Hi Brad and Peter and everyone else. Im not diagnosed as yet but my neurologist is 99percent sure i have N pending my MSLT. My situation is so that i have a good job but suddenly everything is spinning out of control. So much that I broke down after the confusion its causesn the pshycological effects is hitting hard and i cannot work properly. My HR too is sending my for assessment and it might mean the end of my career. Best of all family hve no idea how much it actuallu effects your life. When the symptoms appear it mkes you so depressed and anxious. I hope I find a way to keep my job. PS i get this feeling tht nuy form of customer service or dealing with clientele all day is a perfect job cos my desk job is killing my slowly with sleep attack. Have faith tht ll is going well. Peace

    • Peter says:

      I’m sorry to hear about your struggles Ed. Wishing you nothing but the best with your Diagnosis and work situation. Is there anything I can do to help?

  • Brad Gupton says:

    Please help!!! I was diagnosed with narcolepsy in June 2015. I held onto the job I had until Aug. 2017 with the help of FMLA protection.
    In Aug. 2017 the HR dept. called me in the office to inform me that they could not accommodate the restrictions that my doctor had put me on. They asked me to leave and go call my doctor and ask her if she could lift the restrictions. When I left to call my doctor I felt like I already knew the answer before I even called.
    I did as the HR dept. had requested and called my doctor. My doctor was not able to get back to me until early the next morning. She said she could not lift the restrictions of working 8-9 hours a day 5-6 days a week. The company I worked for said they needed me to be available as always 7 days a week 12 hrs. a day. My doctor said that if I kept up that pace that it would likely kill me.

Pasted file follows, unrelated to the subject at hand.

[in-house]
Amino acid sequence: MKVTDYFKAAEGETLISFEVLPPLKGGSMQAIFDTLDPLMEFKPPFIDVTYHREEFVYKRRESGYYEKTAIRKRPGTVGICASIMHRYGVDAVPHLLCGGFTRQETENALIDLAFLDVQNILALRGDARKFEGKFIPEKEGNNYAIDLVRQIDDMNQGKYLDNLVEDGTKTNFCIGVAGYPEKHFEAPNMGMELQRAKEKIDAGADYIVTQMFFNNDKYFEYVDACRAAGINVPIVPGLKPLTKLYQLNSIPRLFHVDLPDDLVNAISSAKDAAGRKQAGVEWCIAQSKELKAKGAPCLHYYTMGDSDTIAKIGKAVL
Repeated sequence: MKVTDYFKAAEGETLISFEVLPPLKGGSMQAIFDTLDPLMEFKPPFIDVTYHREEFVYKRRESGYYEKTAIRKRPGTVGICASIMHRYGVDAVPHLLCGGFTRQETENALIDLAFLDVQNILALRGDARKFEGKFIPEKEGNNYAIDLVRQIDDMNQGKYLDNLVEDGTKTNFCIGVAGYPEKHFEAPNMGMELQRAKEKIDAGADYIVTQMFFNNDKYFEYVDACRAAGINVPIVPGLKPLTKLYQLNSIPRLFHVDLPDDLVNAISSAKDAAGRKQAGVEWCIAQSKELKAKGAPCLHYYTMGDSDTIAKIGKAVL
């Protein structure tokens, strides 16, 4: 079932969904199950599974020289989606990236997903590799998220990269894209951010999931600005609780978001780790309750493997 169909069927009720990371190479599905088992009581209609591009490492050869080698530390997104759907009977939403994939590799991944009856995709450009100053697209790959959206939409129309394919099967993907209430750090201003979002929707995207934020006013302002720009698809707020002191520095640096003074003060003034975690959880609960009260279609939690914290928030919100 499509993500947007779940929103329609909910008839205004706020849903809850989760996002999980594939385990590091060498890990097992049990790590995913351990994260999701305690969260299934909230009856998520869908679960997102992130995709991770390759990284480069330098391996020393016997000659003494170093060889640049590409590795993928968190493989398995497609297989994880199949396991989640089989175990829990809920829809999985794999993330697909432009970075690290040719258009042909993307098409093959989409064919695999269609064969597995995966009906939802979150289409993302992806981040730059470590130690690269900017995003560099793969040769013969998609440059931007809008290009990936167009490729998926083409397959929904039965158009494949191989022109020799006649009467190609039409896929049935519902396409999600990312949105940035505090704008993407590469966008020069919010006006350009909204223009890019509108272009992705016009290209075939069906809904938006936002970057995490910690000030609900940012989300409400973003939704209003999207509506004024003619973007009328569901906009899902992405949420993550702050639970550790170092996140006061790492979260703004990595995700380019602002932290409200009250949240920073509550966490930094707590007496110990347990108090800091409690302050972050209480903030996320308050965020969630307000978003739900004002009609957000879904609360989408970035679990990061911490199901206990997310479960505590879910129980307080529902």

Ever since this day my families livelihood has been on a downhill slide. I am currently unemployed, I have a wife and two children to provide for.
    My wife is dealing with heavy grieving and struggling to be able to get back into the work force herself after being out of work for the better part of 5 years. While I was working this 7 days a week 12 hours a day schedule she left her very successful career of sales in the automotive parts industry to care for her grandmother full-time that was dieing of Alzheimer’s. Before she became a 24/7 caregiver for her grandmother she took care of her mother the best she could from 256 miles away that had breast cancer.
    Her mother passed in November 2015 then her grandmother which in a lot of ways was her actual mother figure all her life passed May of 2017. After being forced to quit my job in Aug 2017 I cashed in my 401K to pay off the mortgage on the house that we were to inherit after probate was finalized. Well probate took longer than expected and the money from the 401K went to fix plumbing and structural repairs of the house that were long overdue and and falling apart as well as supplemented my then lower income from a temp company due to having to find other employment. There is much more to this story. Too much to write.